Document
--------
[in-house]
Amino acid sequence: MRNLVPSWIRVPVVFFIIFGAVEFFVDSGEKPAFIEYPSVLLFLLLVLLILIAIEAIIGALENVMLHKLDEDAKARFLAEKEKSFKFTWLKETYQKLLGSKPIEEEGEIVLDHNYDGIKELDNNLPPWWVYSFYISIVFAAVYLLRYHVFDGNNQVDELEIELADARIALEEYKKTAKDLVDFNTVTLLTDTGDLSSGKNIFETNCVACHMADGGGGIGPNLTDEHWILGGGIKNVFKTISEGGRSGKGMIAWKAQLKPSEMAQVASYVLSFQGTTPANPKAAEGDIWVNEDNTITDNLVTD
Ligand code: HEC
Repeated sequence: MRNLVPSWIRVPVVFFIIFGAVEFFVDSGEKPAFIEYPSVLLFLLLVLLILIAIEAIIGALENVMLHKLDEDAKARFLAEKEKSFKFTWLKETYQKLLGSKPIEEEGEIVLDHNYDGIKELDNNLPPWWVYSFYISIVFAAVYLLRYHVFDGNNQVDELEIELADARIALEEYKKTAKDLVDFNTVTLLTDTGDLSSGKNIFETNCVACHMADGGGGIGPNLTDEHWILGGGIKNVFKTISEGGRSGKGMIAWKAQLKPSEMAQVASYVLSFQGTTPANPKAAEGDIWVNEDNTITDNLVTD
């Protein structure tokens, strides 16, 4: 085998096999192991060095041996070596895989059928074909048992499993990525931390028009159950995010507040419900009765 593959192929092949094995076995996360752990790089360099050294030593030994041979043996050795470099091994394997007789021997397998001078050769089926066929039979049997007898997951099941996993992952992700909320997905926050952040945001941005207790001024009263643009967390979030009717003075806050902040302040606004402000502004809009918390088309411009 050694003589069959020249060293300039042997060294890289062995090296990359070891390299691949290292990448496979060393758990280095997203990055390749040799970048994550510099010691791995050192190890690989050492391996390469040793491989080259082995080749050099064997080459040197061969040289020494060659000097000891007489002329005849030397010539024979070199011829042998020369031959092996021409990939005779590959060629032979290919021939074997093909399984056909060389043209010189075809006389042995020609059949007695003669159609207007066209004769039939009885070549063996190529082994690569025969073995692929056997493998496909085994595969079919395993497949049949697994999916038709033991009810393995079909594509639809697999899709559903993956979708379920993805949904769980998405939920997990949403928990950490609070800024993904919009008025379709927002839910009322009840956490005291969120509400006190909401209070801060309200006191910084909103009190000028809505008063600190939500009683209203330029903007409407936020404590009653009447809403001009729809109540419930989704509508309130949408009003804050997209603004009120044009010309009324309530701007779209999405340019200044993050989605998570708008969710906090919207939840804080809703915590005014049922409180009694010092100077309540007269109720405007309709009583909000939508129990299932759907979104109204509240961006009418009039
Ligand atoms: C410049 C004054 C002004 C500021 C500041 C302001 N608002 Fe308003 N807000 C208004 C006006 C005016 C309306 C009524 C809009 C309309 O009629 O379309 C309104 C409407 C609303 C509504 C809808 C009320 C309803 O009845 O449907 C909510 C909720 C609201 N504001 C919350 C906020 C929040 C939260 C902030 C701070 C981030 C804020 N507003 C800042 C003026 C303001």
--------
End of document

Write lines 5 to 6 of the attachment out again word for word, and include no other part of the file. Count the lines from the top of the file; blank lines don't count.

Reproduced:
């Protein structure tokens, strides 16, 4: 085998096999192991060095041996070596895989059928074909048992499993990525931390028009159950995010507040419900009765 593959192929092949094995076995996360752990790089360099050294030593030994041979043996050795470099091994394997007789021997397998001078050769089926066929039979049997007898997951099941996993992952992700909320997905926050952040945001941005207790001024009263643009967390979030009717003075806050902040302040606004402000502004809009918390088309411009 050694003589069959020249060293300039042997060294890289062995090296990359070891390299691949290292990448496979060393758990280095997203990055390749040799970048994550510099010691791995050192190890690989050492391996390469040793491989080259082995080749050099064997080459040197061969040289020494060659000097000891007489002329005849030397010539024979070199011829042998020369031959092996021409990939005779590959060629032979290919021939074997093909399984056909060389043209010189075809006389042995020609059949007695003669159609207007066209004769039939009885070549063996190529082994690569025969073995692929056997493998496909085994595969079919395993497949049949697994999916038709033991009810393995079909594509639809697999899709559903993956979708379920993805949904769980998405939920997990949403928990950490609070800024993904919009008025379709927002839910009322009840956490005291969120509400006190909401209070801060309200006191910084909103009190000028809505008063600190939500009683209203330029903007409407936020404590009653009447809403001009729809109540419930989704509508309130949408009003804050997209603004009120044009010309009324309530701007779209999405340019200044993050989605998570708008969710906090919207939840804080809703915590005014049922409180009694010092100077309540007269109720405007309709009583909000939508129990299932759907979104109204509240961006009418009039
Ligand atoms: C410049 C004054 C002004 C500021 C500041 C302001 N608002 Fe308003 N807000 C208004 C006006 C005016 C309306 C009524 C809009 C309309 O009629 O379309 C309104 C409407 C609303 C509504 C809808 C009320 C309803 O009845 O449907 C909510 C909720 C609201 N504001 C919350 C906020 C929040 C939260 C902030 C701070 C981030 C804020 N507003 C800042 C003026 C303001």